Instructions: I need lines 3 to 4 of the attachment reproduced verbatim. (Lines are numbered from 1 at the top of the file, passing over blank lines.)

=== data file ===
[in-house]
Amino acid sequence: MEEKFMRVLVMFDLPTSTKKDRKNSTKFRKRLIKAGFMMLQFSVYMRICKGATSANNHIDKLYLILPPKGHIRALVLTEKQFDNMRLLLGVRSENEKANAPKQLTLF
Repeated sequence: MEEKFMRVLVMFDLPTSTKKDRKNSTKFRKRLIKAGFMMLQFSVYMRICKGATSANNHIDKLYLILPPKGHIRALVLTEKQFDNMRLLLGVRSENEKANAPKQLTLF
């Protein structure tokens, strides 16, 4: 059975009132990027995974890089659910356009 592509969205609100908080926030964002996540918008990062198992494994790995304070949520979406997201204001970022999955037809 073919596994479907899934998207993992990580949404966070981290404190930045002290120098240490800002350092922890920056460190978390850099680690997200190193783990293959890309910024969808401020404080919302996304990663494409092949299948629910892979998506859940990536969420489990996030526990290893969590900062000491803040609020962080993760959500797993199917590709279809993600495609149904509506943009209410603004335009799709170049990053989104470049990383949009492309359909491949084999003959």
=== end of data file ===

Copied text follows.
Repeated sequence: MEEKFMRVLVMFDLPTSTKKDRKNSTKFRKRLIKAGFMMLQFSVYMRICKGATSANNHIDKLYLILPPKGHIRALVLTEKQFDNMRLLLGVRSENEKANAPKQLTLF
């Protein structure tokens, strides 16, 4: 059975009132990027995974890089659910356009 592509969205609100908080926030964002996540918008990062198992494994790995304070949520979406997201204001970022999955037809 073919596994479907899934998207993992990580949404966070981290404190930045002290120098240490800002350092922890920056460190978390850099680690997200190193783990293959890309910024969808401020404080919302996304990663494409092949299948629910892979998506859940990536969420489990996030526990290893969590900062000491803040609020962080993760959500797993199917590709279809993600495609149904509506943009209410603004335009799709170049990053989104470049990383949009492309359909491949084999003959």